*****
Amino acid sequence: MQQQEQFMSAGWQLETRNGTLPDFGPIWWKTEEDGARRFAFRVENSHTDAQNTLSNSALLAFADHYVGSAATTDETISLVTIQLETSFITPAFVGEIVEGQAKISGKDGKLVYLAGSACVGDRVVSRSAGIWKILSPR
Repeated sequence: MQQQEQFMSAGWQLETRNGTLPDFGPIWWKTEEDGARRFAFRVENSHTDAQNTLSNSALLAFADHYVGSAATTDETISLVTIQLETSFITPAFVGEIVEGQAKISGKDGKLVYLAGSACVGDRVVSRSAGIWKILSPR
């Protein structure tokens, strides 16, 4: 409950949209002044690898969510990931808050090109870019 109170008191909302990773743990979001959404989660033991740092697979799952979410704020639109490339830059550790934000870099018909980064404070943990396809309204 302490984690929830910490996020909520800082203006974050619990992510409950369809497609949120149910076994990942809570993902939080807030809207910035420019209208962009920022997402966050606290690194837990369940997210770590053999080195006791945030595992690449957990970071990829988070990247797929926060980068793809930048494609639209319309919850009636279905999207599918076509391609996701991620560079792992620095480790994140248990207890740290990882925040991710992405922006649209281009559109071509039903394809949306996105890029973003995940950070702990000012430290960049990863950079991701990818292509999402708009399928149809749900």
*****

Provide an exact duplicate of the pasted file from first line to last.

Amino acid sequence: MQQQEQFMSAGWQLETRNGTLPDFGPIWWKTEEDGARRFAFRVENSHTDAQNTLSNSALLAFADHYVGSAATTDETISLVTIQLETSFITPAFVGEIVEGQAKISGKDGKLVYLAGSACVGDRVVSRSAGIWKILSPR
Repeated sequence: MQQQEQFMSAGWQLETRNGTLPDFGPIWWKTEEDGARRFAFRVENSHTDAQNTLSNSALLAFADHYVGSAATTDETISLVTIQLETSFITPAFVGEIVEGQAKISGKDGKLVYLAGSACVGDRVVSRSAGIWKILSPR
């Protein structure tokens, strides 16, 4: 409950949209002044690898969510990931808050090109870019 109170008191909302990773743990979001959404989660033991740092697979799952979410704020639109490339830059550790934000870099018909980064404070943990396809309204 302490984690929830910490996020909520800082203006974050619990992510409950369809497609949120149910076994990942809570993902939080807030809207910035420019209208962009920022997402966050606290690194837990369940997210770590053999080195006791945030595992690449957990970071990829988070990247797929926060980068793809930048494609639209319309919850009636279905999207599918076509391609996701991620560079792992620095480790994140248990207890740290990882925040991710992405922006649209281009559109071509039903394809949306996105890029973003995940950070702990000012430290960049990863950079991701990818292509999402708009399928149809749900």